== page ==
SALADO, Texas — Tourists near and far come to visit the small town of Salado for weekend getaways, historic lodgings, bed and breakfasts and even to hear a tale dear to the hearts of local residents.

It’s hard to miss Sirena the Indian Mermaid crying next to the Salado Creek.

Her story has drawn thousands to the area and has an economic impact on the town.

“Salado is a great community. its located right here on I-35 between Austin and Waco,” sculptor Troy Kelly said.

“When I was a little boy, my grandmother told me the legend of Sirena," he said. "I remember the story because I was so fascinated with it, and I would ask her to tell me it over and over again."

Kelly sculpted the life-size bronze sculpture of Sirena and dedicated it to Salado in 1986. He said he wanted to pass down the same story his grandmother once told him.

“Sirena is an Indian maiden, and she spotted a brave that she wanted to marry, but he wouldn’t pay any attention to her,” Kelly said.

Legend has it that as Sirena looked at her reflection in the water, she wished for the brave to marry her out loud. A magical catfish told Sirena he’d cast a spell on the brave so the brave would marry her. 

However, like in most fairy tales, this spell wasn't exactly straightforward.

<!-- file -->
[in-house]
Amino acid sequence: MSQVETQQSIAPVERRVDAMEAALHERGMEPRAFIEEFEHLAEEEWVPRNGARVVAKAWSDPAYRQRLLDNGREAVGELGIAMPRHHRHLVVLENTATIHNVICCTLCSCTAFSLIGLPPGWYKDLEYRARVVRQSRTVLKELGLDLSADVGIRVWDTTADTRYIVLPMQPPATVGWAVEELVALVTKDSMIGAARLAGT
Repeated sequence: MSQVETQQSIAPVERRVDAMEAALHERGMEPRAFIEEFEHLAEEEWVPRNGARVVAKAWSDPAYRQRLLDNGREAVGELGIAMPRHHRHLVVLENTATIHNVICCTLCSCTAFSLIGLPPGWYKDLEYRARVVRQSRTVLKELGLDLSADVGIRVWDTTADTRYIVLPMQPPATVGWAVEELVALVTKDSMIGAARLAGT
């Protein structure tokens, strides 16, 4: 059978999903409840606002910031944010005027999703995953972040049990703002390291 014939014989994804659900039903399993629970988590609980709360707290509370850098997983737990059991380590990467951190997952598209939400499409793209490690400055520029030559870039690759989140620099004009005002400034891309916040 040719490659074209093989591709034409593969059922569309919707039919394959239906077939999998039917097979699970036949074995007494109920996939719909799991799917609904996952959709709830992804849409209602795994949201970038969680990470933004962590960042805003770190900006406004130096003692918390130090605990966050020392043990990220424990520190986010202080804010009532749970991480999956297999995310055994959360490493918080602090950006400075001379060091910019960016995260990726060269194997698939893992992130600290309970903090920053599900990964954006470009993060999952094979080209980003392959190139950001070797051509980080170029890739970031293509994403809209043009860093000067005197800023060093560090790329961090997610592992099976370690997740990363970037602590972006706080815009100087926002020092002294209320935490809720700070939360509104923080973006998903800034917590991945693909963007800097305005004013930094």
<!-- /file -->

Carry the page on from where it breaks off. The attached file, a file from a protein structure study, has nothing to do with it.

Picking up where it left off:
She had to agree to become a mermaid on the full moon for a year, and if human eyes ever saw her, she’d be stuck in that form forever.

“So, her brave came down, saw her in the moon light trying to pull a hook from her fin. The catfish pulled her back in the water and she became a mermaid forever," Kelly said. 

Tiffany Schriener loved the story so much, she founded the Sirena Fest and Mermaid Parade to honor the legend and bring locals together.

“It’s mermaid magic galore,” Schriener said.

Every October, the festival aims to encourage children to think outside the box and fulfill their wild and imaginative dreams.

“We have people from all over Central Texas come. Last year, we had mermaids from New York. It’s state wide and beyond,” said Schriener.

Salado resident Jackie Mills wrote books about the tale Kelly's grandmother told. In 2018, the town named a park after Sirena.

“I think that her legend and her spirit tends to spark the imagination. and what is life without our imagination,” said Schriener.

Kelly never imagined his grandmother's story telling would have such a magical impact on what he calls a magical little town.

“It’s really a unique small community, and I hope it stays like this forever,” Kelly said.

Kelly also created Locks of Love at Sirena Park. Right next to the Sirena monument there are two limestone columns linked with chains, where people can buy heart shaped locks and have it engraved with their initials and attach it to the chain. 

Kelly said most people go there to restate their vows and confess their love to one another.